Egypt, corona and the IMF: What do we know about the new loan?

Egypt’s government has asked the International Monetary Fund (IMF) for a new loan to support the economy in the wake of the coronavirus pandemic. 

The request, however, raises wider questions about the health of Egypt’s external position and the nature of the technical support the IMF can offer.

Egypt is seeking financing under the IMF’s Rapid Financing Instrument and its Stand-By Arrangement, the latter being the same funding mechanism several Egyptian governments unsuccessfully sought to secure in the period between 2011 and mid-2013. 

Both programs are designed for countries facing urgent or anticipated difficulties in their balance of payments. The government, however, did not disclose how much money it is seeking.

Ahmed Moussa, a talk show host whose messages often align with the state’s, said the loan would exceed US$7 billion, while the privately-owned Al-Shorouk newspaper quoted an unnamed government official expecting the loan to edge above $3 billion. While a source at the Central Bank of Egypt told Masrawy yesterday that Egypt will receive a first payment of $2.7 billion on May 11, Reuters has reported that the IMF plans to hold a meeting on May 11 to consider the Egyptian government’s request.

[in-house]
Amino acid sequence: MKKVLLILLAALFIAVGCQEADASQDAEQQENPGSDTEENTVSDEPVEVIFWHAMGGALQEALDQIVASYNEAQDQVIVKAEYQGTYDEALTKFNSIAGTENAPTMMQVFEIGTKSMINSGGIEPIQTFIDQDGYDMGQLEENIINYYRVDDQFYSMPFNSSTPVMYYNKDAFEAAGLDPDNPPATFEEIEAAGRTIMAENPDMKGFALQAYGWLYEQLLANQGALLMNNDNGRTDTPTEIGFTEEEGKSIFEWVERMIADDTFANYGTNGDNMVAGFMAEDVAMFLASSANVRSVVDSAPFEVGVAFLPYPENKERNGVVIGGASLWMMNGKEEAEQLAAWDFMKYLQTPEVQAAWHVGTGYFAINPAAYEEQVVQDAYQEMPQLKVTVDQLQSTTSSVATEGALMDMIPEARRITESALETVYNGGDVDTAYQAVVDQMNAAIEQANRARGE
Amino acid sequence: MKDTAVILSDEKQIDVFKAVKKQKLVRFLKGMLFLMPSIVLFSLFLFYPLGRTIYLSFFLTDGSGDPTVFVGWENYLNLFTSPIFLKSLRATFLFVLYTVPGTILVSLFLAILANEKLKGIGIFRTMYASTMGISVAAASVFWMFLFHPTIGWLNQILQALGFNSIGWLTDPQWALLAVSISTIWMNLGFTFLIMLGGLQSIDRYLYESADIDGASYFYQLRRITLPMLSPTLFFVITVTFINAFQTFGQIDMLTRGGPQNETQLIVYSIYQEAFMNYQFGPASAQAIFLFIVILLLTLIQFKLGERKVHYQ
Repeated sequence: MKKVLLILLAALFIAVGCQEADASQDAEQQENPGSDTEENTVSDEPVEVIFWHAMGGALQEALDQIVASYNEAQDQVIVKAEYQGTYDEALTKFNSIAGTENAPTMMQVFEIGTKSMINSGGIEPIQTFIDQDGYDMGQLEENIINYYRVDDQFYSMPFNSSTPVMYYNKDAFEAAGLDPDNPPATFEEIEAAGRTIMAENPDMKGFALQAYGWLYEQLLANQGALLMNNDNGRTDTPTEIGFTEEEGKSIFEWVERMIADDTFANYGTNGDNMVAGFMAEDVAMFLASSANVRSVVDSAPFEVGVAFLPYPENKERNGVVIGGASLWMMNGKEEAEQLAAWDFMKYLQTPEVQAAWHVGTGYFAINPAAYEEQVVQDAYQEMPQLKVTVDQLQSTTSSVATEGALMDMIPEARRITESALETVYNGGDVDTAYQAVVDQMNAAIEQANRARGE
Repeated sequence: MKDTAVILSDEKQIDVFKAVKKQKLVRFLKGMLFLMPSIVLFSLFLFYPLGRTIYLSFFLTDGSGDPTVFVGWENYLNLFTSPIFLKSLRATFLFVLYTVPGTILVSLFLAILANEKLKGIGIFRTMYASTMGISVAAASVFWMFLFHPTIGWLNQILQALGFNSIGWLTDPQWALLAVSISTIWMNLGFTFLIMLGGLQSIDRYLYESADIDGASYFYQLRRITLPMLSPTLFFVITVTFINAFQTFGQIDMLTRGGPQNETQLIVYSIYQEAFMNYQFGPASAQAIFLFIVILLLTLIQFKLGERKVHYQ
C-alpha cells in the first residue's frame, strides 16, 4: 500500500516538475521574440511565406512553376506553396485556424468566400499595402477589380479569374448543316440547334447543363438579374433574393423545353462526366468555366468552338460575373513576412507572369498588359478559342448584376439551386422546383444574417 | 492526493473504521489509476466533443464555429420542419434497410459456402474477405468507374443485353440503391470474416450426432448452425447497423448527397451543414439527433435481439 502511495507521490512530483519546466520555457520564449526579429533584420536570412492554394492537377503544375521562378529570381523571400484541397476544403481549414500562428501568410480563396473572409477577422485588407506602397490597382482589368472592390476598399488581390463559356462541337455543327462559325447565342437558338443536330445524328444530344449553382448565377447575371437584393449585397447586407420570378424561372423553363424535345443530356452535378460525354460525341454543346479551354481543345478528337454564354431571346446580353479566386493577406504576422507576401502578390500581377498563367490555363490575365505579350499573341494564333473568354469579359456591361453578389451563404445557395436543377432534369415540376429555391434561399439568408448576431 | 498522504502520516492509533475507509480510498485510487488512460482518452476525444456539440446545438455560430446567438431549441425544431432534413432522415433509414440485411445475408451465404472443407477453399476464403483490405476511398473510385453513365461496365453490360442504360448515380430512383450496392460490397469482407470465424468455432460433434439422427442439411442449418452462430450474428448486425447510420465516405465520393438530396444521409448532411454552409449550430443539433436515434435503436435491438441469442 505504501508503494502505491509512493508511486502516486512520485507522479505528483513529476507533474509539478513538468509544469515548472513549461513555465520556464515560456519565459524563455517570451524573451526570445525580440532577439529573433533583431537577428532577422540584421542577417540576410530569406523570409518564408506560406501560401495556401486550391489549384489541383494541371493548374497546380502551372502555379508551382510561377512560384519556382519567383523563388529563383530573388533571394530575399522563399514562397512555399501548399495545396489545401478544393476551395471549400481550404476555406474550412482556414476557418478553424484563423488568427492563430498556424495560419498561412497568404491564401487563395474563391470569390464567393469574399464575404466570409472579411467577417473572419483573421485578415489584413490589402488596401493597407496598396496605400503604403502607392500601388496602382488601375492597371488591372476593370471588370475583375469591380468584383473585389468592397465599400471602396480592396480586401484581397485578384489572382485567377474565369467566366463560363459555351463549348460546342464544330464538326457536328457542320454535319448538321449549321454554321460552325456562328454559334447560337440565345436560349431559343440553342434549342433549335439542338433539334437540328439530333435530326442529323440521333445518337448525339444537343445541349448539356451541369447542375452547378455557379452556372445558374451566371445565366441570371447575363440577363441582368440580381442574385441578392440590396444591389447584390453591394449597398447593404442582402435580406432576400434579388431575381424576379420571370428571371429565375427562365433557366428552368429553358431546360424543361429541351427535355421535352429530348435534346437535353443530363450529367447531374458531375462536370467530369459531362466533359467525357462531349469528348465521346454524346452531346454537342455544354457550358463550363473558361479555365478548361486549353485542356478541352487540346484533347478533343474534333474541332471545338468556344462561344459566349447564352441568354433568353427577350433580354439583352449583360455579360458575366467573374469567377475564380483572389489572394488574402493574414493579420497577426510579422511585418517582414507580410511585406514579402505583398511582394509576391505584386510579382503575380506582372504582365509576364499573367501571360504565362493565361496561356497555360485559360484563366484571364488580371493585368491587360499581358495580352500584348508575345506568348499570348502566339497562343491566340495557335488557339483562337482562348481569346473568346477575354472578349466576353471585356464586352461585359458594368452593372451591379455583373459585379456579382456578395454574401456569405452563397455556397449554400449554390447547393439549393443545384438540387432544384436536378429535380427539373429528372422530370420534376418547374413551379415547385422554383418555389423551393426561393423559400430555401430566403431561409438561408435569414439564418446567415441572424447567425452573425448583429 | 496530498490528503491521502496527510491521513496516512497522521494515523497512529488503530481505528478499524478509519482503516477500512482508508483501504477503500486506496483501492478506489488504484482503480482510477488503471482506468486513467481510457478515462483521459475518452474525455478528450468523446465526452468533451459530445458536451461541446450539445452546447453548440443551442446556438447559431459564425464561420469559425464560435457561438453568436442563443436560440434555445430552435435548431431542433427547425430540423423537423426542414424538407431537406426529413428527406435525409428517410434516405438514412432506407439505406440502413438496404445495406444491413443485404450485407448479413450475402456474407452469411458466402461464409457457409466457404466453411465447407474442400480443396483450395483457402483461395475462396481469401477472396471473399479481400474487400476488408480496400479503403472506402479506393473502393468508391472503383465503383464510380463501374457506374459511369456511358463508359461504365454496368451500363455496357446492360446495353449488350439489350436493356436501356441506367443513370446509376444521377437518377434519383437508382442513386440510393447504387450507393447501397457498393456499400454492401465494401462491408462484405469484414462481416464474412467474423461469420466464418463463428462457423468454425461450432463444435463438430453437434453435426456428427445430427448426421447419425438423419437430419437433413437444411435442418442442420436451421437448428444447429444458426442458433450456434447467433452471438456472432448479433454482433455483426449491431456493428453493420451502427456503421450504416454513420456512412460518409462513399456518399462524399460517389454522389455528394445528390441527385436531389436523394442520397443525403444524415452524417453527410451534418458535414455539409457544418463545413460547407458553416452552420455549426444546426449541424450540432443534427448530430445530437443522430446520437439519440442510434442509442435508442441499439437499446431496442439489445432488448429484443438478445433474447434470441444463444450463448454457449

It’s only been a few months since Egypt successfully concluded a $12 billion program with the IMF. Signed in November 2016, the agreement came under the IMF’s Extended Fund Facility mechanism, which targets economies facing structural impediments, slow growth and systemically weak balance-of-payments positions. 

The loan deal, which both Egyptian and IMF officials have hailed as a success story, marshaled forth an economic overhaul that included devaluing the currency by 50 percent and scrapping burdensome energy subsidies. Inflation surged as a result, slashing the real incomes and savings of millions of Egyptians, and there have been concerns about the stifled growth of the non-petroleum private sector. 

But questions about the timing and the extent to which Egypt can continue to take on debt remain in light of the government’s new requests from the international lender.

Why now?